How to Prevent Restaurant Managers From Quitting

A man carrying a box with a laptop and papers,
Ayseli İzmen
Ayseli İzmen
October 27, 2022

One of the most demanding careers physically, mentally, and socially, managing a restaurant requires equal amounts of goodwill and hard work.

For most owners, it takes years until they come across a manager that suits their style and needs. This is exactly the same for a restaurant manager; they too want the best match.

If you are a restaurant owner, regardless of the size of your establishment, a good manager and the ability to keep that person on the job will literally save you your lifetime.

Having said that, let’s take a look at some authentic approaches that will help you keep your manager content for a good number of years.

Hands-on / Hands-off

First off, understand that a restaurant manager will only care about your restaurant as much as you care for it. If you are sloppy and show that you do not possess the knowledge or care to run it yourself, don’t expect your manager to be highly motivated.

No matter what career background you come from, as a restaurant owner, it is your duty to master at least some areas of the restaurant’s operations.

If you have hired a new manager, you will have to train this person and show them how you want things done. Also, find out if your manager has other ways to work things out that are better or more practical than yours. Have the capacity to be hands-on, working, and caring as you train your manager so that they know you have their back when needed.

After you have built enough rapport and set a working system you both are comfortable with, back off gradually and let them run the show. Remember that no one wants to work with someone who doesn’t give them space. In the same context, you should not continue to work with a manager you do not intuitively trust.

Similarly, do not give inconsistent messages or make constant changes in your decisions. This is what a restaurant manager struggles with the most; owners who change their minds all the time. Teach the job and let them do their job.

Analyzing Your Manager’s Personality and Management Style

A chef wearing a hat holds a tablet, possibly using it for recipes or managing kitchen operations.

During the time a restaurant manager lives through their trial period, you, as the owner, should have a good idea about their personality traits and management style.

How is their communication with the team? Are they on top of the whole game or struggling? Is there friendly communication and understanding among staff members, or are things chaotic? Is the team spirit peaceful?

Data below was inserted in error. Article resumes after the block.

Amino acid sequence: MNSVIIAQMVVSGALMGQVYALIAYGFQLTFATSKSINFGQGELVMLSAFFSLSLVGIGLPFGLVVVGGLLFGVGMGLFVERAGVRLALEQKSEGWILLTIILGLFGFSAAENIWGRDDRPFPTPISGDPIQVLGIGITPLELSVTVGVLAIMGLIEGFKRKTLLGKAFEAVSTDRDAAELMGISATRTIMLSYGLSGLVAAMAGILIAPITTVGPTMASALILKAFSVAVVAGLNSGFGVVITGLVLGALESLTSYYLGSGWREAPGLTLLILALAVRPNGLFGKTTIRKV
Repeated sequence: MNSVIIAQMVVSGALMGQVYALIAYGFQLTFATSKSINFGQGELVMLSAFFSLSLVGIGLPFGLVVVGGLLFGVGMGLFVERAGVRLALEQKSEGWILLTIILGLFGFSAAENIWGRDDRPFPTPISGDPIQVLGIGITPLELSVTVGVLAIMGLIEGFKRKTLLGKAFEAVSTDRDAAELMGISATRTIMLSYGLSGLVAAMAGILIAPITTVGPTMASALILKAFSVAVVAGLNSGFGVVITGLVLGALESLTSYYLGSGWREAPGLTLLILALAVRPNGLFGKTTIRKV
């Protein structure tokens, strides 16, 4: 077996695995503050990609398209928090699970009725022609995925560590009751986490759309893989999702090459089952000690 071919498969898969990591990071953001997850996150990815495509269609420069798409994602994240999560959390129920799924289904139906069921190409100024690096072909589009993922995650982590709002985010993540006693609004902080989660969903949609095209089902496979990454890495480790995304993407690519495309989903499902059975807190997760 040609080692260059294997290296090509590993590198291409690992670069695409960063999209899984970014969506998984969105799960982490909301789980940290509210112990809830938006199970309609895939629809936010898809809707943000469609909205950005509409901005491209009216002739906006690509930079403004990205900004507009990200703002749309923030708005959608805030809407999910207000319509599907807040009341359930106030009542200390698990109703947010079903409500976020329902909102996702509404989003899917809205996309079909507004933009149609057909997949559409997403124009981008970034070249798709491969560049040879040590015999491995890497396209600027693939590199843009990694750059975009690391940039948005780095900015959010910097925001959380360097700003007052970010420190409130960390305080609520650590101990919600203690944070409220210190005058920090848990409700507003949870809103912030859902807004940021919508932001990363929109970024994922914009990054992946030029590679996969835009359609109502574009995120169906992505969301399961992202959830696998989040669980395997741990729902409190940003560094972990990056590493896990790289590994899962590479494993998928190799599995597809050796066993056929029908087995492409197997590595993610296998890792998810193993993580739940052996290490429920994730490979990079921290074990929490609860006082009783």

If the answers are positive, make sure your manager knows that you are happy with their work. Reward and praise the whole team; this message will essentially lift up the manager.

Understanding Your Manager’s Needs

Your restaurant’s manager is, in two words, your right arm. Show interest in his/her family, how many children they have and how old they are, if they are the carer of a parent or a disabled family member.

Showing interest and asking about how things are going in their personal or family life means that you care about them. In a boldly capitalist world, showing genuine interest in someone’s well-being and family life actually means a lot for that person. If your manager is important to you, make sure they feel it.

Taking Initiative

A capable and experienced restaurant manager will have no problems taking the initiative if you let them. However, setting the boundaries right and making sure you make clear the areas your manager is allowed to take the initiative is very important.

If you blame your manager for anything and everything without setting clear boundaries on what’s on them, they won’t last long. No one wants to work in a blame party in the long haul.

Similarly, loading everything off on your manager’s shoulders isn’t ideal. The same is true about financial access to business accounts. There’s no need to test a manager by giving them full access to business accounts and then holding them accountable. You are the owner and have responsibilities as well. This way, your manager won’t have to carry more than necessary.

Supporting Your Manager with Tech Tools

Technology is an area that no one is able to keep up with, developing faster than light speed. For restaurants, tools available to make life easier and to eliminate human error are the new black.

As the owner, whether you are a control freak or not, providing tech support tools for your manager’s use is essential. These tools provide anything from real-time reports to staff scheduling calendars and features that analyze sales info such as best sellers and biggest losers. Providing your manager with such tools will not only give them more confidence but also more time to spend with customers to create better service and experiences.

As a result, your manager will be more accountable than ever and your guests will be happier with more human contact and attention to detail. Managers who are supported by such systems and tools seem to stick longer at establishments, getting more done with higher accuracy and less headache.

FineDine is the trusted example when it comes to restaurant management tools to streamline operations and workflow. Thousands of restaurants in the US choose FineDine for several different features. The best part is that you don’t need technicians to come and install or set up anything at all.